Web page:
After a turbulent couple of years for the bank, Wells Fargo (NYSE:WFC) finally gave its investors a pleasant surprise. Not only was its 2018 capital plan approved by the Federal Reserve, but it included a huge increase in the bank's buyback authorization. As a result, the stock is up sharply -- as of 10:30 a.m. EDT Friday, shares are up by nearly 5%.

Here are the details of Wells Fargo's approved capital plan, what it means to shareholders, and whether this means that now could be a smart time to buy the stock.

Exterior of Wells Fargo banking branch.

Image source: Wells Fargo.

Wells Fargo's 2018 capital plan

Wells Fargo's capital plan, like those of most big banks, contained two parts -- a dividend increase and a new share-repurchase authorization.

On the dividend side of things, the bank is increasing its quarterly payout by about 10%, from $0.39 to $0.43. Based on the current stock price, this translates to an annualized dividend yield of about 3.1%. Compared to the other big banks, this is a rather small dividend increase, percentagewise. For comparison, Bank of America (NYSE:BAC) is increasing its dividend by 25%, Citigroup (NYSE:C) is giving its shareholders a 41% raise, and JPMorgan Chase (NYSE:JPM) is boosting its quarterly payout by 43%.

On the other hand, Wells Fargo's buyback plan is a big story. The bank plans to spend as much as $24.5 billion on buybacks over the next year. This is the largest buyback plan of the "big four" banks by a significant margin and is more than double the bank's $11.5 billion buyback that was part of its 2017 capital plan. In fact, if Wells Fargo buys back all $24.5 billion it plans on, it would translate to a roughly 9% reduction in the bank's outstanding shares.

What the massive buyback increase says

All of the big banks spend the majority of their capital return on buybacks, but Wells Fargo is taking it to the next level with this year's massive increase.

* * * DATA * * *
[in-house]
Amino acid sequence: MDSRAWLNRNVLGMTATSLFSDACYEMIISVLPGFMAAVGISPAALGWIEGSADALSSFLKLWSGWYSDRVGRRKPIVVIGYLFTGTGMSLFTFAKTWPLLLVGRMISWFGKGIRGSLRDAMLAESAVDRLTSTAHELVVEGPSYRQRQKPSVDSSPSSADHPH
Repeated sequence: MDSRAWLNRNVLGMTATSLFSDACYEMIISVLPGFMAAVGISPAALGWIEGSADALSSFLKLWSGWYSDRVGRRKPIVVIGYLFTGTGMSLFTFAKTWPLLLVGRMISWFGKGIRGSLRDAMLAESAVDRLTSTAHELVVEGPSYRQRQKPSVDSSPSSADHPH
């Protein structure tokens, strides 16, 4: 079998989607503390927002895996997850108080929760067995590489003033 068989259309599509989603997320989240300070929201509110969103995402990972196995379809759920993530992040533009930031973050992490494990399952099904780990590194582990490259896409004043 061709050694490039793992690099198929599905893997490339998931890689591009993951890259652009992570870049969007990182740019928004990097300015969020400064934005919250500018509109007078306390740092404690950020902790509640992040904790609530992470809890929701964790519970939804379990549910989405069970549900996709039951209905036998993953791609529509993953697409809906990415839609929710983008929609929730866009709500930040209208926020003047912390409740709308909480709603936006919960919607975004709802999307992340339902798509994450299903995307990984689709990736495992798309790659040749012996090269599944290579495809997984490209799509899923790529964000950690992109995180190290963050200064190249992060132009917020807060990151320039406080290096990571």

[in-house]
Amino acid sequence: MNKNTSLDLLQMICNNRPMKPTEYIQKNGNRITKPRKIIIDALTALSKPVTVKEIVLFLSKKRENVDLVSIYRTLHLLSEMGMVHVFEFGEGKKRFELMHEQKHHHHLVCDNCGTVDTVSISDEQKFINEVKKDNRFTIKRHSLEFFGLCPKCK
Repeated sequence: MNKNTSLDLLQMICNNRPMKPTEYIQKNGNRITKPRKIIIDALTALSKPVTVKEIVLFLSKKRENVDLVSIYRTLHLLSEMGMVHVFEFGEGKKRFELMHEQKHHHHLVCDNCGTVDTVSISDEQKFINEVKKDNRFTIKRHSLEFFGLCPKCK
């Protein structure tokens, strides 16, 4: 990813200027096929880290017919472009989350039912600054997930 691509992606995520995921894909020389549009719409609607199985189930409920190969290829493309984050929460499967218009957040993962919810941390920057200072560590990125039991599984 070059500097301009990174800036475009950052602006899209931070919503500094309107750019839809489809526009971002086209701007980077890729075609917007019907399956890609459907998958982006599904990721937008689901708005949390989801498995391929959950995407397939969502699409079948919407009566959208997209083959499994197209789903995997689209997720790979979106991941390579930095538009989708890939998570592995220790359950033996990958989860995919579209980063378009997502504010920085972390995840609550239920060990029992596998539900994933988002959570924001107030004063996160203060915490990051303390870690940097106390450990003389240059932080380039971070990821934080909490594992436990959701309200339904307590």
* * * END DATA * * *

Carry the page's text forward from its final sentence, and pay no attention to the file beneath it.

In a nutshell, companies emphasize buybacks when they think their stock is a compelling value. And in Wells Fargo's case, this certainly makes sense. Since the fake-accounts scandal came to light in late 2016, Wells Fargo has underperformed the overall financial sector by a staggering 19 percentage points, and that's including today's 5% pop.

WFC Chart

WFC data by YCharts.

CEO Tim Sloan has set in motion a turnaround plan, intended to rebuild consumers' trust and to change the bank's culture for the better; a more than doubling of the company's buyback authorization is a big sign that management thinks the plan will be a success.

Is Wells Fargo worth a look?

To be clear, I've been rather critical of Wells Fargo stock as an investment ever since the Federal Reserve issued its unprecedented penalty that prohibits the bank from growing until "substantial improvements" are made.

This doesn't necessarily change my stance. While the capital plan was indeed approved by the same Federal Reserve that penalized the bank, Wells Fargo's capital levels were never in question. Strong capitalization does nothing to negate years of bad behavior. For me, there are still too many unanswered questions regarding what constitutes "substantial improvements," how many customers Wells will ultimately lose as a result of its scandals, and more.

Having said that, it is undoubtedly a positive sign for the bank that management wholeheartedly believes in its turnaround plan and feels that the stock is a major bargain at its current price. So, while this doesn't exactly make me a buyer of the stock, it's definitely a big step in the right direction.

Matthew Frankel owns shares of Bank of America. The Motley Fool has no position in any of the stocks mentioned. The Motley Fool has a disclosure policy.